New oil export terminals have been opened in the past year but if crude oil output is really going to rise at the rate proposed so boldly by Baghdad, existing terminals will have to be expanded or additional ones built.
The same is true of pipelines. There is a line, for example, from the Kirkuk field to the Syrian port of Baniyas, but it has not been operational since 2003. Another pipeline, from Kirkuk to Ceyhan, a Turkish port, was designed to handle 1.6m bpd but at present can cope with only 300,000 bpd. Another pipeline through Saudi Arabia was closed by the kingdom after Iraq invaded Kuwait in 1990; it has reportedly just reopened.
Even if all these issues of law, politics and infrastructure can be managed successfully, however, Iraq will face one more hurdle: pairing its production with international consumers.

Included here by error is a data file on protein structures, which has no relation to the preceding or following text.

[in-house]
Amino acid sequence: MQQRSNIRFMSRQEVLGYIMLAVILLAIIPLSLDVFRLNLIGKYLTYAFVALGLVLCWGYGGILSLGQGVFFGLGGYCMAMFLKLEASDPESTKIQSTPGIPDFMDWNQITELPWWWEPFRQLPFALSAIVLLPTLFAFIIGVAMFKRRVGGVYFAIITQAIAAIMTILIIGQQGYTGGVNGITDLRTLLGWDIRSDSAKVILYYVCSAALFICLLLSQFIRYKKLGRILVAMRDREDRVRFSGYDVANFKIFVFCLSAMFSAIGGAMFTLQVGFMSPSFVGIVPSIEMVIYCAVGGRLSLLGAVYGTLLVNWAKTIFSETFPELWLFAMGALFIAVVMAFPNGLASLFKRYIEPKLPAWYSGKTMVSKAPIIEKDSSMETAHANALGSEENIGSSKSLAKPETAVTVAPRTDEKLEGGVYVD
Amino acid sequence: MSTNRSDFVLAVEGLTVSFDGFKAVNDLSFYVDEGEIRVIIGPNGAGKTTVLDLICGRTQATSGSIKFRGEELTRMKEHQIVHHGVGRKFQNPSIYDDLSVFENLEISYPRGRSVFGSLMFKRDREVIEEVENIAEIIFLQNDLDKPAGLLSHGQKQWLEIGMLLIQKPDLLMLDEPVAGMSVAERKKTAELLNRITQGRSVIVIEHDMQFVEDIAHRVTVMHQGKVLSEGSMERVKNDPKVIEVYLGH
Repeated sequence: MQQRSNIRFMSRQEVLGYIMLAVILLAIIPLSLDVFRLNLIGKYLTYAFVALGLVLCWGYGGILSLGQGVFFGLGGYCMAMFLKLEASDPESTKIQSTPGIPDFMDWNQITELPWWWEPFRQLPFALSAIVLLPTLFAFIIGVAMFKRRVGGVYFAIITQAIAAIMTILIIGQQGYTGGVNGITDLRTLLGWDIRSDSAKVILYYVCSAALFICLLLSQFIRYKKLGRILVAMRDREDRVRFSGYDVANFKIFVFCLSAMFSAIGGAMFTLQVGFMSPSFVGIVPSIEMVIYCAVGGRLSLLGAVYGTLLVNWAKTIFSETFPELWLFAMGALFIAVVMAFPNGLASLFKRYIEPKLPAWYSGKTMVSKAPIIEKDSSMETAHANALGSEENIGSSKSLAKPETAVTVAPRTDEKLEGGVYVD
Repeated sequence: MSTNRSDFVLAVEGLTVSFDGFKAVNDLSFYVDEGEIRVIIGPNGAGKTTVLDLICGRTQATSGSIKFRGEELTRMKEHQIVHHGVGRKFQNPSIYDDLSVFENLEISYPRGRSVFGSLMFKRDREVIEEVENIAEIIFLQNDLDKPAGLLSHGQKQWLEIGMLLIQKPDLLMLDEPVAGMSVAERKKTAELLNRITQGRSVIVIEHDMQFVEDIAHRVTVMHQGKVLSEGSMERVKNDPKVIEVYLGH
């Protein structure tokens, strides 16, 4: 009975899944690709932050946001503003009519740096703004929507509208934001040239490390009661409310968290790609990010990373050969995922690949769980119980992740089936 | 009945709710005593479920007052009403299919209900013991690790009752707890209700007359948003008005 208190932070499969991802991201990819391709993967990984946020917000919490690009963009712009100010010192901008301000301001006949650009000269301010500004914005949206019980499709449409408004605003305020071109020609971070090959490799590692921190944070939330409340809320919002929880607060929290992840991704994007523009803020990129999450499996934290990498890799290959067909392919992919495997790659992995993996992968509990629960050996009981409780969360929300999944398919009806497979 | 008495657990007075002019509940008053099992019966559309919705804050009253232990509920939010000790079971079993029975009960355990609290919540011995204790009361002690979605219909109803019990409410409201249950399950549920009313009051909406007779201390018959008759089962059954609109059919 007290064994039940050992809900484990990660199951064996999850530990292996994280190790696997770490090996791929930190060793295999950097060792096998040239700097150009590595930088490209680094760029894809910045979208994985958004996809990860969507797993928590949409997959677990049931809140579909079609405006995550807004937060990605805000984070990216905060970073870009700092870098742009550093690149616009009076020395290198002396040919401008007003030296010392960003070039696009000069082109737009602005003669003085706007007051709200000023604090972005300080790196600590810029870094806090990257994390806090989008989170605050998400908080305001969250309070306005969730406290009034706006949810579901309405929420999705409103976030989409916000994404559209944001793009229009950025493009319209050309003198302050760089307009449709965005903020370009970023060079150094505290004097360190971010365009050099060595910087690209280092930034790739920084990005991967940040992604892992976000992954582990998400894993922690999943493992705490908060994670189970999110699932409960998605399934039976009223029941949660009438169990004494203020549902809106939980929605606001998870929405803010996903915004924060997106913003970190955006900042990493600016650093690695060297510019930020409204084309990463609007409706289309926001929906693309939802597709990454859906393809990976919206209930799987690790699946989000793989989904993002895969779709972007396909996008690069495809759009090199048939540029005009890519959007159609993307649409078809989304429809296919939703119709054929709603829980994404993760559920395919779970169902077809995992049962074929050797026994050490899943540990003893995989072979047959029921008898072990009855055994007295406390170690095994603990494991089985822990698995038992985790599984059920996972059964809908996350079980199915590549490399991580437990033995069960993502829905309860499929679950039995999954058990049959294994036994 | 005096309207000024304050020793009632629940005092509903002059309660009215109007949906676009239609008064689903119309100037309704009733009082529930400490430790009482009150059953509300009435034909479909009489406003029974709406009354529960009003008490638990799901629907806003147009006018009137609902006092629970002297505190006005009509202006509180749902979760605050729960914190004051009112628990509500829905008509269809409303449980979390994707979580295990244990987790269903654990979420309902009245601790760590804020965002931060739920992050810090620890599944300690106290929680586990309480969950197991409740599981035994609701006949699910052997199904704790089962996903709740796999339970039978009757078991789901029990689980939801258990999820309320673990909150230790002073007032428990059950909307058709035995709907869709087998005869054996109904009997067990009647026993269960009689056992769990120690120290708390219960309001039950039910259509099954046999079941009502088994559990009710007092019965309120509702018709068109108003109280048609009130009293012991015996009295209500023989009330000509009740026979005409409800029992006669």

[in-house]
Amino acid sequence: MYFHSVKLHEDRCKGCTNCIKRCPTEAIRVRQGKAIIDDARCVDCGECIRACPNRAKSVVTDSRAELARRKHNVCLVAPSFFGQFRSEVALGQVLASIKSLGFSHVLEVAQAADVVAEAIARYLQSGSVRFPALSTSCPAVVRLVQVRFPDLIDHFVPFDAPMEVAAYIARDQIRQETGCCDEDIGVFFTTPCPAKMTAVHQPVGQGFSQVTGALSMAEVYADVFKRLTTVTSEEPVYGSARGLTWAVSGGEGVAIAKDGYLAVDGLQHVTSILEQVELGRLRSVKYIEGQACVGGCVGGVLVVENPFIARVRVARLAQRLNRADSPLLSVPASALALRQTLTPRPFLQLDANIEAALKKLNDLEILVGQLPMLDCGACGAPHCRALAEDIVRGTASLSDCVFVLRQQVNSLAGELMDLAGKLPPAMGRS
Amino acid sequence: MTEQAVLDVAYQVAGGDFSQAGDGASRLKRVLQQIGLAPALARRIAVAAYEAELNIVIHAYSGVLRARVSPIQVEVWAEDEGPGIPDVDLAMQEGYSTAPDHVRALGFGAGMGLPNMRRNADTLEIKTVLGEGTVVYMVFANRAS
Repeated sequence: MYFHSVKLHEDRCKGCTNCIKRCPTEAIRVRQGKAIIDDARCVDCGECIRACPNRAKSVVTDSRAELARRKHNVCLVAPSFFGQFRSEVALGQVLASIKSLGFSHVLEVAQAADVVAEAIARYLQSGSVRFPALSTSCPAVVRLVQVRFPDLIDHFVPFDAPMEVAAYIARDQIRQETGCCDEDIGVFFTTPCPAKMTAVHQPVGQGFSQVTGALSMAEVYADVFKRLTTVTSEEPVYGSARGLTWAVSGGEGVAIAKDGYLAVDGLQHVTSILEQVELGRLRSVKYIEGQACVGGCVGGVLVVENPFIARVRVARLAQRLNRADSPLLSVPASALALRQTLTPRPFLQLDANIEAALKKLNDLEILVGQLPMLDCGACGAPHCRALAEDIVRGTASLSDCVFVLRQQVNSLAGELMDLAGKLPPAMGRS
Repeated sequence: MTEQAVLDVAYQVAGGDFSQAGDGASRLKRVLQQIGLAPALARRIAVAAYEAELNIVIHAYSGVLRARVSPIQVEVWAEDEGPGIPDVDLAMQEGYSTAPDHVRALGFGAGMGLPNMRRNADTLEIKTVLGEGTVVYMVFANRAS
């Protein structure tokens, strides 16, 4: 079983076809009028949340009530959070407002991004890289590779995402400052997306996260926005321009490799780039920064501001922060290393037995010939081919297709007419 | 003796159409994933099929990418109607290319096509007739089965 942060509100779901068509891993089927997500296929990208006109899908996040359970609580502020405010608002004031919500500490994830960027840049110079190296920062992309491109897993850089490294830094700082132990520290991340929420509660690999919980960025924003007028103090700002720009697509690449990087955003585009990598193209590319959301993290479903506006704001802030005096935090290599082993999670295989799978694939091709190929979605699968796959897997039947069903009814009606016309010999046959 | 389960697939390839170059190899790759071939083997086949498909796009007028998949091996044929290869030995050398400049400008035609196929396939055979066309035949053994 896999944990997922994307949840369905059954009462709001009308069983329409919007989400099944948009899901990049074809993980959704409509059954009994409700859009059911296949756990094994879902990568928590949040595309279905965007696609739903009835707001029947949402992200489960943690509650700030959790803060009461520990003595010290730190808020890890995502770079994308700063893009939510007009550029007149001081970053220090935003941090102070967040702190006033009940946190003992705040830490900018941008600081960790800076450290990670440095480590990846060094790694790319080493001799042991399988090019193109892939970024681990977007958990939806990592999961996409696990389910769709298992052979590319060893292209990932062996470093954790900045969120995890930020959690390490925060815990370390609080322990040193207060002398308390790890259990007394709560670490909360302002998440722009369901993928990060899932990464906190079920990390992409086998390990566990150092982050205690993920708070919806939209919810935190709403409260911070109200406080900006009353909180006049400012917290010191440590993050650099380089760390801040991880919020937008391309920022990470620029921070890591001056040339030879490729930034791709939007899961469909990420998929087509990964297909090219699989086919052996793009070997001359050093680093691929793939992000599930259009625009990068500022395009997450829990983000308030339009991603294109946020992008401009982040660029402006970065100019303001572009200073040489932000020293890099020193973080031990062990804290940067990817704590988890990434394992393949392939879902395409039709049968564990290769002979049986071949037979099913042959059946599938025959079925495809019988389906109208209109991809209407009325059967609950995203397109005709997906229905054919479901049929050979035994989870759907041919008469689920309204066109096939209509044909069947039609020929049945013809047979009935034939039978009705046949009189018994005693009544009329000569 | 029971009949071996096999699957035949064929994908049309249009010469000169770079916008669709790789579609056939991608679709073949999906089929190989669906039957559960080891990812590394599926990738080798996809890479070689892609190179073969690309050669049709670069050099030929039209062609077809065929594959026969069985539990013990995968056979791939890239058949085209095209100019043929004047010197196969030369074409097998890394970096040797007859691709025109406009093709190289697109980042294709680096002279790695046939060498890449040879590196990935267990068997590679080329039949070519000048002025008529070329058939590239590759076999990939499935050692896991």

For decades, the Opec cartel has operated on the assumption that Iraq would produce 3 million bpd or less. The International Energy Administration estimates that Iraq's share of Opec crude oil production will increase from 11.69 per cent in 2015 to a remarkable 15.76 per cent in 2030. Such a rapid increase in share has rarely been seen, and will surely bring with it some market disruptions.
Thomas W Donovan is an attorney at the Iraq Law Alliance